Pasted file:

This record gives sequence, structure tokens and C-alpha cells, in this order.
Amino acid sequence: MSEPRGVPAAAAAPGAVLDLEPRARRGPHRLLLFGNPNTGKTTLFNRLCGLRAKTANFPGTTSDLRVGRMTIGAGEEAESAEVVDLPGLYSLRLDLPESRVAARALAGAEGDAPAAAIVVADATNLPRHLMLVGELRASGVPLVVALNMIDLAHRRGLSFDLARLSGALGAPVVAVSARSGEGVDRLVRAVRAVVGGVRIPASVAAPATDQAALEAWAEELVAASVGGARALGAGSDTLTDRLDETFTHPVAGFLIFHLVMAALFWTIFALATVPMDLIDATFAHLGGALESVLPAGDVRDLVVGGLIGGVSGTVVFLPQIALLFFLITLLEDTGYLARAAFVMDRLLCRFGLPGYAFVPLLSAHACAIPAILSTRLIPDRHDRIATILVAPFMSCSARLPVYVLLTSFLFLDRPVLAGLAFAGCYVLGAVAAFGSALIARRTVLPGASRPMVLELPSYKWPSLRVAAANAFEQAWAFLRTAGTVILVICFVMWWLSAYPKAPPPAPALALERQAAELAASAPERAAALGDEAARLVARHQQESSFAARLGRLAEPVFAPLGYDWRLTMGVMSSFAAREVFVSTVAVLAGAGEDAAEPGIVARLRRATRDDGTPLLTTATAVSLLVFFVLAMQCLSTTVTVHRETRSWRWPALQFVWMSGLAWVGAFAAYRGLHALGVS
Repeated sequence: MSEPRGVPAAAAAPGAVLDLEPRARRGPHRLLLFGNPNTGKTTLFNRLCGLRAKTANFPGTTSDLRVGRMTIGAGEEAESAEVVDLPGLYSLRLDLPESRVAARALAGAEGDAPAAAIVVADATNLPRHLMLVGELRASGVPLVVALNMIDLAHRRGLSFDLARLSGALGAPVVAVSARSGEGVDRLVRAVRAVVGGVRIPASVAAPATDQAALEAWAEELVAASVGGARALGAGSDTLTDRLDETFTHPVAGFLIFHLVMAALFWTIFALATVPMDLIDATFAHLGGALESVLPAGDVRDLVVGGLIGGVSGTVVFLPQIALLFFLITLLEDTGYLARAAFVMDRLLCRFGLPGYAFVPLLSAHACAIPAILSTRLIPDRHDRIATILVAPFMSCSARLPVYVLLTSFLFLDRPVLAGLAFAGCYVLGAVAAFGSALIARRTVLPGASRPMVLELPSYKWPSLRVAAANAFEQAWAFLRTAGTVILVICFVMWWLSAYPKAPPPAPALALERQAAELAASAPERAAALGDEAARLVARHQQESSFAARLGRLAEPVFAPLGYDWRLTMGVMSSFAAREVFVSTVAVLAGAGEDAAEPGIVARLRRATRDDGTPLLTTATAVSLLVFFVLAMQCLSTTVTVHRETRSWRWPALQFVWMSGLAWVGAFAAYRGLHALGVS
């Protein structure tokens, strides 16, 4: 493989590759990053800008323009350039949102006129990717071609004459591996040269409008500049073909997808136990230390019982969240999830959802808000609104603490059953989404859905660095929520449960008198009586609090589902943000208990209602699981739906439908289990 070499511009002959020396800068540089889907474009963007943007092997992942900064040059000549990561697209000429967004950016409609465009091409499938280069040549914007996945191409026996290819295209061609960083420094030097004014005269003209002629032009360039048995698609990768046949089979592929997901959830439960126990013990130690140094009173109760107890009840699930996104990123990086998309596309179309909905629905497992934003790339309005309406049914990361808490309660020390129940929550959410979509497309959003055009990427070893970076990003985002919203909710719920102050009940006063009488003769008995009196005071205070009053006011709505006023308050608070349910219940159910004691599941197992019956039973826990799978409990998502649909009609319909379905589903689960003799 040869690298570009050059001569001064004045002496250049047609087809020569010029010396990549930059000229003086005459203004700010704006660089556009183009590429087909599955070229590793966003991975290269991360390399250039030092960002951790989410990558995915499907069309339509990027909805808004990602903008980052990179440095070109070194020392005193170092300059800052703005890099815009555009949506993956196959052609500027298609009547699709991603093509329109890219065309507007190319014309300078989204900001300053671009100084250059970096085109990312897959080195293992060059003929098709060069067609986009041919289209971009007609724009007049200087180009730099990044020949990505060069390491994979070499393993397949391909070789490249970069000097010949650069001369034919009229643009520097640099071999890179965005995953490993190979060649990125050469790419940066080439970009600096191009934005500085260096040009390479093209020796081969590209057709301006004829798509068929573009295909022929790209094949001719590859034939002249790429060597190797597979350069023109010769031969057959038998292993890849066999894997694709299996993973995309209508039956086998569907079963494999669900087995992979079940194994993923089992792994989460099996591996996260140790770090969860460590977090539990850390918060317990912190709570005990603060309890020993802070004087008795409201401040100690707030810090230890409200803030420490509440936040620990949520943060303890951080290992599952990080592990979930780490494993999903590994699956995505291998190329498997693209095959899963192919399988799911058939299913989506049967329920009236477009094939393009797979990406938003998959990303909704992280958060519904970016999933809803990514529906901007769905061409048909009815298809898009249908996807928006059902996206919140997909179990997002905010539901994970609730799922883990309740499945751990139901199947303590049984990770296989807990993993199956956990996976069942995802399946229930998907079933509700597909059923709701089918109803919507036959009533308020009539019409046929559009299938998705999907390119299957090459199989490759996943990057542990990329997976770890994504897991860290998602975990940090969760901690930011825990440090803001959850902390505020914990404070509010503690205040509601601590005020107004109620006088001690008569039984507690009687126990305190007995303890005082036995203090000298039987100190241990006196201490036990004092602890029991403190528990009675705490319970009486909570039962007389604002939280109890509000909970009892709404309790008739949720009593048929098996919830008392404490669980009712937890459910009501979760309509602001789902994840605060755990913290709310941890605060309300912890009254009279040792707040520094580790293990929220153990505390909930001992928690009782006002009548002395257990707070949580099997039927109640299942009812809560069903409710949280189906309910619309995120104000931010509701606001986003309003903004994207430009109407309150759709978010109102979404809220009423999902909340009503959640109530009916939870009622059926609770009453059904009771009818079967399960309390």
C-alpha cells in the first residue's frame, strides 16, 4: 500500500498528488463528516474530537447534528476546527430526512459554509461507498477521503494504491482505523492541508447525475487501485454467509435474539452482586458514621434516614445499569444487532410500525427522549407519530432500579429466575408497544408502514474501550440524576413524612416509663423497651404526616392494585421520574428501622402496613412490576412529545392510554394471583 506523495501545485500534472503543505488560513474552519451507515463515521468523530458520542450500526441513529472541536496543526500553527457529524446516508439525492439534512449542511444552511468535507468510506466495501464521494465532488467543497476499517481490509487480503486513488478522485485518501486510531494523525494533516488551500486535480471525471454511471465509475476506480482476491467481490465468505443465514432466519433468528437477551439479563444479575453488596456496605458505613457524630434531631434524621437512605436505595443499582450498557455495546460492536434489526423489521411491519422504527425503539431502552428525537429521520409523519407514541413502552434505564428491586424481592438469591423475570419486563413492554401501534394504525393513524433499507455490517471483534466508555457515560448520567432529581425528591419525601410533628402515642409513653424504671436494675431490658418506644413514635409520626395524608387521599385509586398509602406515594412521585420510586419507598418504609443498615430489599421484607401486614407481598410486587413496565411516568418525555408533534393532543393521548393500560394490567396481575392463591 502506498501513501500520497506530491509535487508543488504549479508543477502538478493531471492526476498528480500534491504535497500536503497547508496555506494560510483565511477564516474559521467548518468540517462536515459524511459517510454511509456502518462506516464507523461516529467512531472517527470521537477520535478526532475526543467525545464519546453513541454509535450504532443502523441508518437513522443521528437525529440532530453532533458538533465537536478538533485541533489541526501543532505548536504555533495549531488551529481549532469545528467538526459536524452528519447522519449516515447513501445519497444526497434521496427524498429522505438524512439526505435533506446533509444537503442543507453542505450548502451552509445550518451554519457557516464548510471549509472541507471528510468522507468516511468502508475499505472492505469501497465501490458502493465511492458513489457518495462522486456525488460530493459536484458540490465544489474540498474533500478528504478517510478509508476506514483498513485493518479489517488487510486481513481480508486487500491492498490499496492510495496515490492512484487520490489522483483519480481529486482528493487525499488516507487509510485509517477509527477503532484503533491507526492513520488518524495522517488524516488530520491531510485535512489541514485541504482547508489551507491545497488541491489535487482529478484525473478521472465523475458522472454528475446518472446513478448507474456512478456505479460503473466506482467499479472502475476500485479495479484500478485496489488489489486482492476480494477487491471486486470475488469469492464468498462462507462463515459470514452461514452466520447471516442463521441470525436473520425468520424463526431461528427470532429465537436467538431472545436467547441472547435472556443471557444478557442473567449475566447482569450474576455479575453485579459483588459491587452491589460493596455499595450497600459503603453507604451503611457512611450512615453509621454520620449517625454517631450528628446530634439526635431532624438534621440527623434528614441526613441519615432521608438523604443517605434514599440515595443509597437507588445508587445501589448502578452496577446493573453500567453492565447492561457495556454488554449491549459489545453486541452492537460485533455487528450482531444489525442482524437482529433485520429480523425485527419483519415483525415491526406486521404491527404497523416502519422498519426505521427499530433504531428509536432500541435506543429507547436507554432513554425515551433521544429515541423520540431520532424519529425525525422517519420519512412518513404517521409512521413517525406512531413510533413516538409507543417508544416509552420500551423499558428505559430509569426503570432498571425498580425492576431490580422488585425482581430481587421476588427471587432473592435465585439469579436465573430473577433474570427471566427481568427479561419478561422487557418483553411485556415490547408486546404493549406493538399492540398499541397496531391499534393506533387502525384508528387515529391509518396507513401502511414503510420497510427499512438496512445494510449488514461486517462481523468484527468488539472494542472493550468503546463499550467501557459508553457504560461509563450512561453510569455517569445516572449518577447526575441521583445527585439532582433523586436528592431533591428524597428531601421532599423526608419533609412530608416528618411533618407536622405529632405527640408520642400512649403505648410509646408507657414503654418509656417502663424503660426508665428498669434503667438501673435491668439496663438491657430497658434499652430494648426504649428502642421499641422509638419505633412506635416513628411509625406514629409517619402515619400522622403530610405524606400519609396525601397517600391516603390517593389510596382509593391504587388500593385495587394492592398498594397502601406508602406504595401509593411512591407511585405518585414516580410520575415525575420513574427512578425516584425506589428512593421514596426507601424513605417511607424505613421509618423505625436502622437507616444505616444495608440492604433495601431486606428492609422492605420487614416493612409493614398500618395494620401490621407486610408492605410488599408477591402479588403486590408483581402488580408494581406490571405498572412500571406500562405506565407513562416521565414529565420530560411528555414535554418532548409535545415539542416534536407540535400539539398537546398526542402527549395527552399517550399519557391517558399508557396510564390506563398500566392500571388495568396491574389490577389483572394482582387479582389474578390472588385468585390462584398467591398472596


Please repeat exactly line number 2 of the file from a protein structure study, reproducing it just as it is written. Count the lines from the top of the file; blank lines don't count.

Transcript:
Amino acid sequence: MSEPRGVPAAAAAPGAVLDLEPRARRGPHRLLLFGNPNTGKTTLFNRLCGLRAKTANFPGTTSDLRVGRMTIGAGEEAESAEVVDLPGLYSLRLDLPESRVAARALAGAEGDAPAAAIVVADATNLPRHLMLVGELRASGVPLVVALNMIDLAHRRGLSFDLARLSGALGAPVVAVSARSGEGVDRLVRAVRAVVGGVRIPASVAAPATDQAALEAWAEELVAASVGGARALGAGSDTLTDRLDETFTHPVAGFLIFHLVMAALFWTIFALATVPMDLIDATFAHLGGALESVLPAGDVRDLVVGGLIGGVSGTVVFLPQIALLFFLITLLEDTGYLARAAFVMDRLLCRFGLPGYAFVPLLSAHACAIPAILSTRLIPDRHDRIATILVAPFMSCSARLPVYVLLTSFLFLDRPVLAGLAFAGCYVLGAVAAFGSALIARRTVLPGASRPMVLELPSYKWPSLRVAAANAFEQAWAFLRTAGTVILVICFVMWWLSAYPKAPPPAPALALERQAAELAASAPERAAALGDEAARLVARHQQESSFAARLGRLAEPVFAPLGYDWRLTMGVMSSFAAREVFVSTVAVLAGAGEDAAEPGIVARLRRATRDDGTPLLTTATAVSLLVFFVLAMQCLSTTVTVHRETRSWRWPALQFVWMSGLAWVGAFAAYRGLHALGVS